Over and Under-Trading in Forex

Tuesday, January 31, 2012
Following a system is a key component of succeeding at Forex, but there is really more to it than that. Your Forex system has to not only work, but be balanced-it has to be something which you can integrate into your real life, and which won’t cause you to trade in imbalanced ways. Two common problems which Forex traders face are under-trading and over-trading. While some Forex traders under- or over-trade because of trepidation, impatience or other psychological factors, many do it because their systems tell them to. How do you fix under- or over-trading when it’s built into your trading system?

Oftentimes, over-trading and under-trading are built into a system because of the context of that system. It isn’t necessarily your entry or exit rules which are causing you to take too few trades or too many — it may be that you’re looking at too many currency pairs or not enough currency pairs. Or perhaps you’re trading on a Forex timeframe which is too slow or too fast. It’s very common for new Forex traders to trade faster timeframes than they need to or should starting out, for example. If you trade a fast timeframe when you’re starting out, not only will you be inundated with more trading opportunities than you necessarily can handle, but you’ll have less time to make decisions in and, more relevantly, less time to patch up mistakes. Does this mean you have to trade a slower timeframe? Not necessarily; not every personality is suited to having all that time to think (and double guess). And again, not everyone over-trades. Many people under-trade Forex as well.

If you’re taking on more Forex trades than you can handle, consider dropping to a slower timeframe (test this first) or dropping a few currency pairs. If you don’t feel overwhelmed with information, just with trading, consider imposing some rules on yourself so that you only take a certain number of trades in a given timeframe. Then pick only the very best setups (which is what you should be doing anyway).

If you aren’t trading enough to turn a good profit and your system isn’t signaling you to take any more trades than you are now, think about moving to a faster timeframe (only if you feel comfortable doing so — and don’t forget to demo it first), or looking at more currency pairs. If you’re only taking A+ Forex setups, you’re on the right track, but you may be able to find more trades of the same high caliber simply by looking at more currency pairs or a faster timeframe where more setups form.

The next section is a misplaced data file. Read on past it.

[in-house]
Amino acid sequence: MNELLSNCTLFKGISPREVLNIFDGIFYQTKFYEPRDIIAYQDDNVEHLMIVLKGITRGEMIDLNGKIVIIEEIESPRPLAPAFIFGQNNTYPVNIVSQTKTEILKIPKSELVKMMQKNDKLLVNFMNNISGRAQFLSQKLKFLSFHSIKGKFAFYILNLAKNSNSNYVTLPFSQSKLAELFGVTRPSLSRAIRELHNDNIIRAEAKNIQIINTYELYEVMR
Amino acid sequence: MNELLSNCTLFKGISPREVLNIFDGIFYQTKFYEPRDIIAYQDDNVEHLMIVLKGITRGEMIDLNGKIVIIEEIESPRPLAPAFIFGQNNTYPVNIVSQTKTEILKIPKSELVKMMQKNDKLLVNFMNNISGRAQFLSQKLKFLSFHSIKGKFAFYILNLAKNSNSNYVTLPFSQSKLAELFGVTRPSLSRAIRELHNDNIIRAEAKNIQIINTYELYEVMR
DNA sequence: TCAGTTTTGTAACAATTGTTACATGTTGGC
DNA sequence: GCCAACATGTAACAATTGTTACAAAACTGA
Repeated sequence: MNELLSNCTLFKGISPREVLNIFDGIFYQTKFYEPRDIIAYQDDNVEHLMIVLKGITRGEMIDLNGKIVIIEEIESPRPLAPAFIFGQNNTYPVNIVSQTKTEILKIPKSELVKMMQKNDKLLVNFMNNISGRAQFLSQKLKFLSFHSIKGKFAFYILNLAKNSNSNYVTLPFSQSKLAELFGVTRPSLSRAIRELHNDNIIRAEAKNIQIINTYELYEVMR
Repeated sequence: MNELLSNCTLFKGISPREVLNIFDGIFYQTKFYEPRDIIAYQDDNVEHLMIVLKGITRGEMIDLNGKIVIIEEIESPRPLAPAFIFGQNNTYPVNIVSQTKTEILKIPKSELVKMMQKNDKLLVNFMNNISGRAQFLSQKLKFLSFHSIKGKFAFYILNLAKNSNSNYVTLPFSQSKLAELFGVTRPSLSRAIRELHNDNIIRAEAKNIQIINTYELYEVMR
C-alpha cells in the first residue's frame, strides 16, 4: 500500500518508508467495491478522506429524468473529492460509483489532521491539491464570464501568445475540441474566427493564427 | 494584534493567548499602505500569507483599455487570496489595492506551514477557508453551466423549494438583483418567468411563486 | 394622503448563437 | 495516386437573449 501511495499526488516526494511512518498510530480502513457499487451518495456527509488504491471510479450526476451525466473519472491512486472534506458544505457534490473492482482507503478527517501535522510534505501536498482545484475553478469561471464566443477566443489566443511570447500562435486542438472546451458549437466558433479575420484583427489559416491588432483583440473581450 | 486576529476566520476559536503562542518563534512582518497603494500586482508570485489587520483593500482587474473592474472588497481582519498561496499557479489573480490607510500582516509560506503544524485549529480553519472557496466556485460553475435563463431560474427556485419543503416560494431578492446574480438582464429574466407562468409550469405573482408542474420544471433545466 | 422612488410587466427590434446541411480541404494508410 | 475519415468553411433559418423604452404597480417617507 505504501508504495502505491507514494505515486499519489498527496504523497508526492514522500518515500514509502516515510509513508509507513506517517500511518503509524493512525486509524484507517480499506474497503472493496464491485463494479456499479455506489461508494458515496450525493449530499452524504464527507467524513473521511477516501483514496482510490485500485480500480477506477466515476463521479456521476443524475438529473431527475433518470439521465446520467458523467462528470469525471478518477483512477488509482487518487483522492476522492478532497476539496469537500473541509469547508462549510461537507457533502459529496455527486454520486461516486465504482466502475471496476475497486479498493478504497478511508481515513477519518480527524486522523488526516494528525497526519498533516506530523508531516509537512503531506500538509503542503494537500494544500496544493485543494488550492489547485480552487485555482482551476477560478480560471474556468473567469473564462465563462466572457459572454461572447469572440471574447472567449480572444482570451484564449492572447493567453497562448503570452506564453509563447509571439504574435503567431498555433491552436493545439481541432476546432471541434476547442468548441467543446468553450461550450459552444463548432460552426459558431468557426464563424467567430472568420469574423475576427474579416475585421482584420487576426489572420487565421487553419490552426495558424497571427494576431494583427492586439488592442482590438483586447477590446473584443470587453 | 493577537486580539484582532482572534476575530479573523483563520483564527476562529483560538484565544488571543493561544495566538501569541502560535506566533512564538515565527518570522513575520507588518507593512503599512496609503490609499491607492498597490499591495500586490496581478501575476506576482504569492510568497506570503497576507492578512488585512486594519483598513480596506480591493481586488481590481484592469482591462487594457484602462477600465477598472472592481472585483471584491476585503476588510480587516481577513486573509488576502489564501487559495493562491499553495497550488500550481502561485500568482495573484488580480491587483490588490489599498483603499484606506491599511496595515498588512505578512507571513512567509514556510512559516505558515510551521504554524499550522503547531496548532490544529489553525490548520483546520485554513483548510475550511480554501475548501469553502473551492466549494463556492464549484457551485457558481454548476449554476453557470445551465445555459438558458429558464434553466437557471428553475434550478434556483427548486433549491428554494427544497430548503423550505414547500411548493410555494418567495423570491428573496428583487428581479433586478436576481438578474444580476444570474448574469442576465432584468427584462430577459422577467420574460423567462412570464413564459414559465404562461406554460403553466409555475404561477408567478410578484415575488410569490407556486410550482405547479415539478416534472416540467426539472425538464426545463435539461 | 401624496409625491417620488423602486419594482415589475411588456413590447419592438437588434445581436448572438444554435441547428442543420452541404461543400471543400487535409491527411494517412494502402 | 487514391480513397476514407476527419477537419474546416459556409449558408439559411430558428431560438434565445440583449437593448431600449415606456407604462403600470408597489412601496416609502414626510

These are just a couple of ideas to consider which may help you to improve your Forex trading. A lot of people don’t think of simply changing the context of how they trade, and wonder if they need to revamp their whole system. It’s often not the system that’s not working, however. You may just need to change the way you apply it.

How Forex Trading Checklist Can Help You

Sunday, January 8, 2012
You’ve probably read about how a trading system and trading plan are indispensable components of your trading. Indeed, if you don’t have some kind of system or method which tells you when to enter and exit trades — get one. A checklist for trades can be a part of your trading plan. Your trading plan will help you organize when you watch the charts, when you trade, what timeframes you look at, how you manage your money, how you work with alerts and more. While your system probably has your entry and exit rules and target profit and stop-loss rules, it probably doesn’t have a full list of things to keep in mind as you trade. Nonetheless, this needs to be part of your trading plan.

Why make a trading checklist to help you keep track of what you’re doing? Trading real money (or even demo testing for some people) can be very stressful. When you’re dealing with your emotions and working on making trading decisions, the last thing you want to do is forget something simple just because it isn’t written down. A trading checklist helps you to make sure you consider all contingencies.

For example, you might have a checklist for entering a trade. This is a checklist you look at after you find a setup identified by your entry criteria and before you actually hit «buy» or «sell.» You might ask yourself whether the context around the trade looks good (unless this is already part of your entry criteria). You could also make sure you’re investing the correct percentage of your account (obvious, yes, but remember, if you’re frantically trying to place a trade to catch a move, you may not look carefully at what you’re doing — especially if your trading platform is confusing, and many are).

Some questions to ask yourself while in a Forex trade might include:

  • Did I set my alerts?
  • Have I identified important pivot areas where price could hesitate?
  • Is a new price formation occurring? Does it conflict with the old one? Are my signals telling me to do the opposite of what I’m doing now? Do the original reasons for the trade still exist, or not?
  • Am I in a retracement or an actual loss?
  • What is price doing at a higher or lower timeframe? Is the context for the trade still good?
  • Am I in a weekend trade? Do I need to move my stops to avoid being stopped out by the weekly gap when the market re-opens?

This is just an example — what you put in your checklist could vary quite a bit. Your checklist could include not only considerations about the trade itself but considerations about yourself. If you have a tendency to hang onto losing trades when you should let them go, you could even ask yourself in your checklist if you are doing so, and include a reminder about the ways in which your emotions tend to impact your trading. Your checklist not only checks your trading, but also checks you. It’s a form of accountability, and it makes trading much easier to manage when emotions run high.